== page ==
Likewise, comparison of pre- and poststenotic BFVs as well as bilateral velocity comparison provides useful information.

Criteria for stenosis evaluation

Modified from “Doppler- und Duplexsonographie der hirnversorgenden Arterien”, Tab. 16.2, Widder et Görtler, Springer Verlag, 6. Auflage.

High grade stenosis in the proximal MCA in a patient with TIA

High-grade stenoses in the segment of proximal MCA in a patient suffering from TIA.

From: Doppler- und Duplexsonographie der hirnversorgenden Arterien, Tab. 16.2, Widder et Görtler, Springer Verlag, 6. Auflage.

4. Stenoses of the ACA

Doppler sonographic findings in the A1 section of the anterior cerebral artery are highly variable and depend initially on the degree of stenosis of the internal carotid artery. If this is not yet high, the anterior cerebral artery is usually perfused antegrade. In the case of carotid T stenoses, post-stenotic flow disturbances are also found. In the case of high-grade stenoses in the carotid siphon, however, the anatomical situation in the R. communicans anterior is decisive. If this is well developed, there is regularly retrograde flow through the anterior cerebral artery. In the other case, the anterior cerebral artery can usually not be visualised or can only be drained with a strongly reduced flow.

5. Diagnostic criteria of PCA stenoses

Outflow stenoses of the posterior cerebral artery are relatively common. It is not uncommon for this to be a residual finding in partially recanalised transit thrombi of the vertebrobasilar vascular system.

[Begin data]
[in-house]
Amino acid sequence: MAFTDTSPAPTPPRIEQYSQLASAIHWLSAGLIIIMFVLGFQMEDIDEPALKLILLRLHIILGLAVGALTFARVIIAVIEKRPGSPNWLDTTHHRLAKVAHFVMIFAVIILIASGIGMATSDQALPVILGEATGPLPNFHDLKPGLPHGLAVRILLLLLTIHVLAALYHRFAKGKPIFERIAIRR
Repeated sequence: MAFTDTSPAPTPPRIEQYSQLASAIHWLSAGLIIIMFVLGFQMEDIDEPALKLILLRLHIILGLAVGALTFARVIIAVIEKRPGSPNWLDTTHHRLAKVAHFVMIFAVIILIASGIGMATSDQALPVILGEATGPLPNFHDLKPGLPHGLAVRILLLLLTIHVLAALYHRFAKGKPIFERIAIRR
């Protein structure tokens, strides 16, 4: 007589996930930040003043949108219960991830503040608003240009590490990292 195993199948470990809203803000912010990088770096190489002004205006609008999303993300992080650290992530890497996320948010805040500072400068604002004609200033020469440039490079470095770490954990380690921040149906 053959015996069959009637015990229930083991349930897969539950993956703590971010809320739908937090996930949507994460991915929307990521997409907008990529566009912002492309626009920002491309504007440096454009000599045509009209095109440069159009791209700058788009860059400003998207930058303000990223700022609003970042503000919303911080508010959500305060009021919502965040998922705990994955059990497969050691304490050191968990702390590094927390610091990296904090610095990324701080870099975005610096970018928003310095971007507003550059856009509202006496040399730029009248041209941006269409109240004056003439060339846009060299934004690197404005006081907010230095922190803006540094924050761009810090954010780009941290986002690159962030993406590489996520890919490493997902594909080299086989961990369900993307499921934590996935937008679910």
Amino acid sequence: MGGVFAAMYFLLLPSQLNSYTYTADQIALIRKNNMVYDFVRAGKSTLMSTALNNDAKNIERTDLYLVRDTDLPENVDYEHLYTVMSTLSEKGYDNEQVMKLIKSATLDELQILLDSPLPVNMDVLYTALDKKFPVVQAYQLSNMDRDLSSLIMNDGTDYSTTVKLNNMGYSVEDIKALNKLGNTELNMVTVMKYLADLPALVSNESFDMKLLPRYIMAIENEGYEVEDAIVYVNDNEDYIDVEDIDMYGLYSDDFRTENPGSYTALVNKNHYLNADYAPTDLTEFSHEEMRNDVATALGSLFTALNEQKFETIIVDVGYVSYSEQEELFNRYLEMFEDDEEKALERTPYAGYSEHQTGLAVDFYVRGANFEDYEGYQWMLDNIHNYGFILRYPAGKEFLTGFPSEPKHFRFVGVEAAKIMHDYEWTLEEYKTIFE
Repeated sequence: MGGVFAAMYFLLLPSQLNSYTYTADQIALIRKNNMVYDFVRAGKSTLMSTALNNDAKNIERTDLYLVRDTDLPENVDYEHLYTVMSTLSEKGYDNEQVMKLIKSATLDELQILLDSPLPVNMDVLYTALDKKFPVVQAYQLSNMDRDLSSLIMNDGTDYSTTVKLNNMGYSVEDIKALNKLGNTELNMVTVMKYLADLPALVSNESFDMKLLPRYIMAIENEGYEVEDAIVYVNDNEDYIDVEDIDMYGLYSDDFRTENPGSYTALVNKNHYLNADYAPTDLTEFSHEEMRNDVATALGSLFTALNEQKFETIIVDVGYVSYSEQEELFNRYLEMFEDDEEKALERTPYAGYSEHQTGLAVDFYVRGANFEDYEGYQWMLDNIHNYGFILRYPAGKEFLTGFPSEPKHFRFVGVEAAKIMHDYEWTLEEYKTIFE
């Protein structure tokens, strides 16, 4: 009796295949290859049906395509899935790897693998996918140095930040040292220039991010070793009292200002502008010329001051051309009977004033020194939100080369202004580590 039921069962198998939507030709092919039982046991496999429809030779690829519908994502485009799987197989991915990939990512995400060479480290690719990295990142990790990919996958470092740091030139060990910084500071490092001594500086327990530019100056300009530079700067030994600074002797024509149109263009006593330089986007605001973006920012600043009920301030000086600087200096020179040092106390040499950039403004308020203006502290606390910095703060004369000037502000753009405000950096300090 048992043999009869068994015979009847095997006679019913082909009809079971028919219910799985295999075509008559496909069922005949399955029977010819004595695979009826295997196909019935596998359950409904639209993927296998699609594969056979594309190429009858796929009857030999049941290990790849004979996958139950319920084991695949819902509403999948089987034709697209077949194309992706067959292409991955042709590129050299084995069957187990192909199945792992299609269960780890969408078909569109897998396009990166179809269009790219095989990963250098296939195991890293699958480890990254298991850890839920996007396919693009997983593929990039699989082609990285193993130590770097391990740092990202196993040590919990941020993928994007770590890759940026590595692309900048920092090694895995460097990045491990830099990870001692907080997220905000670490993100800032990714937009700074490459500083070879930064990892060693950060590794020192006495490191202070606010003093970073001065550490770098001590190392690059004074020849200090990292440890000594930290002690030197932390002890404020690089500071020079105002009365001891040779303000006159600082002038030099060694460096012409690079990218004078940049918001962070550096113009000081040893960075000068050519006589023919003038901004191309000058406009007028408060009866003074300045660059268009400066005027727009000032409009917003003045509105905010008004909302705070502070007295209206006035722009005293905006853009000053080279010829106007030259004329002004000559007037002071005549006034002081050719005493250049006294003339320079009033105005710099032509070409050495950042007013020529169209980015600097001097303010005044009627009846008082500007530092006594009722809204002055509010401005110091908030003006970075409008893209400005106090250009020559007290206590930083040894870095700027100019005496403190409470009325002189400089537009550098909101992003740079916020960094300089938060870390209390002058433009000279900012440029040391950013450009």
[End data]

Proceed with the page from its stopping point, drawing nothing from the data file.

Due to the numerous anatomical variants, occlusions of the posterior cerebral artery can only be diagnosed with uncertainty. The same applies to the anterior cerebral artery. Isolated stenoses of the posterior cerebral artery, on the other hand, can often be recognised by the typical flow abnormalities.

Problems

  • False negative results caused by poor ultrasonic bone windows
  • Difficult differentiation from hyperperfusion
  • Confusion caused by mistaken vessel labelling in depth of > 55mm

Stroke treatment

Paramountly, the most important preventive measure is to reduce atherosclerotic risk factors.
That means abstinence from smoking, adequate treatment of hypertension, hypercholesterolemia and diabetes as well as reduction of obesity.

The therapy of intracerebral vessel narrowing is depending on the grade of stenosis as well as neurological complications.
The guideline of the German Association of Neurology concerning “cerebral ischemia” regards in case of asymptomatic stenosis or TIA as initial manifestation the treatment with 100-300 mg acetylsalicylic acid per day. With the occurrence of neurological recurrent symptoms, angioplasty and, if possible, stenting is indicated for anterior circulation; additional to acetylsalicylic acid and Clopidogrel (grade of evidence C).
Because of introduction of intracerebral angioplastic procedures (2002), the value of bypass surgery becomes less important.

Stenting implentation for the treatment of intracranial stenoses

From: Stentimplantation zur Behandlung intrakranieller Stenosen Klein GE, Zeitschrift für Gefäßmedizin 2007; 4 (1), 4-10.

No Comments

Post A Comment